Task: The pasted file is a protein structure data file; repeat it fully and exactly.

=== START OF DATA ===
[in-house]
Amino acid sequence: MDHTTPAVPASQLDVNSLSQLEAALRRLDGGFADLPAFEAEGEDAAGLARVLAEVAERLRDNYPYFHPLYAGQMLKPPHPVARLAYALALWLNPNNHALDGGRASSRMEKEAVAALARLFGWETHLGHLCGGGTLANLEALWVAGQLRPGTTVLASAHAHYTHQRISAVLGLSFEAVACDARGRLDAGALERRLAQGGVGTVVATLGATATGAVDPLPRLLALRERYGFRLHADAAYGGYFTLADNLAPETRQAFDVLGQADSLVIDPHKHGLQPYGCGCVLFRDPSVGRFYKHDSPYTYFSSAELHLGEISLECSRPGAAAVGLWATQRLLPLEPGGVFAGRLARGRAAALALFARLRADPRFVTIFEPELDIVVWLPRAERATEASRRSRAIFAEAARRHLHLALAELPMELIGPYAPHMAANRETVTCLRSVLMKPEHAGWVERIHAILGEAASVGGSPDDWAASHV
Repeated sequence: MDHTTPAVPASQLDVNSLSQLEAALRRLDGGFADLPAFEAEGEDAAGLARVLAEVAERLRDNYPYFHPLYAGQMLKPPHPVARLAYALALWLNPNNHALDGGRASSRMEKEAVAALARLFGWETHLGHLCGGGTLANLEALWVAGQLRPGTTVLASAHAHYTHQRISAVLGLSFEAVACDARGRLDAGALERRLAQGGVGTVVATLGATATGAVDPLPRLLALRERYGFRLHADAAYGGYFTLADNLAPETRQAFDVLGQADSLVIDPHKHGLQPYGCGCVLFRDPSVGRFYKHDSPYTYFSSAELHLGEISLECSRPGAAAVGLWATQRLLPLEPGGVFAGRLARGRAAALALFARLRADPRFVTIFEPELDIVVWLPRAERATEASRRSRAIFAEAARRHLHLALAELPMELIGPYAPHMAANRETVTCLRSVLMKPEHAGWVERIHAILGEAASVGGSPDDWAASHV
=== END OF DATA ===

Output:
[in-house]
Amino acid sequence: MDHTTPAVPASQLDVNSLSQLEAALRRLDGGFADLPAFEAEGEDAAGLARVLAEVAERLRDNYPYFHPLYAGQMLKPPHPVARLAYALALWLNPNNHALDGGRASSRMEKEAVAALARLFGWETHLGHLCGGGTLANLEALWVAGQLRPGTTVLASAHAHYTHQRISAVLGLSFEAVACDARGRLDAGALERRLAQGGVGTVVATLGATATGAVDPLPRLLALRERYGFRLHADAAYGGYFTLADNLAPETRQAFDVLGQADSLVIDPHKHGLQPYGCGCVLFRDPSVGRFYKHDSPYTYFSSAELHLGEISLECSRPGAAAVGLWATQRLLPLEPGGVFAGRLARGRAAALALFARLRADPRFVTIFEPELDIVVWLPRAERATEASRRSRAIFAEAARRHLHLALAELPMELIGPYAPHMAANRETVTCLRSVLMKPEHAGWVERIHAILGEAASVGGSPDDWAASHV
Repeated sequence: MDHTTPAVPASQLDVNSLSQLEAALRRLDGGFADLPAFEAEGEDAAGLARVLAEVAERLRDNYPYFHPLYAGQMLKPPHPVARLAYALALWLNPNNHALDGGRASSRMEKEAVAALARLFGWETHLGHLCGGGTLANLEALWVAGQLRPGTTVLASAHAHYTHQRISAVLGLSFEAVACDARGRLDAGALERRLAQGGVGTVVATLGATATGAVDPLPRLLALRERYGFRLHADAAYGGYFTLADNLAPETRQAFDVLGQADSLVIDPHKHGLQPYGCGCVLFRDPSVGRFYKHDSPYTYFSSAELHLGEISLECSRPGAAAVGLWATQRLLPLEPGGVFAGRLARGRAAALALFARLRADPRFVTIFEPELDIVVWLPRAERATEASRRSRAIFAEAARRHLHLALAELPMELIGPYAPHMAANRETVTCLRSVLMKPEHAGWVERIHAILGEAASVGGSPDDWAASHV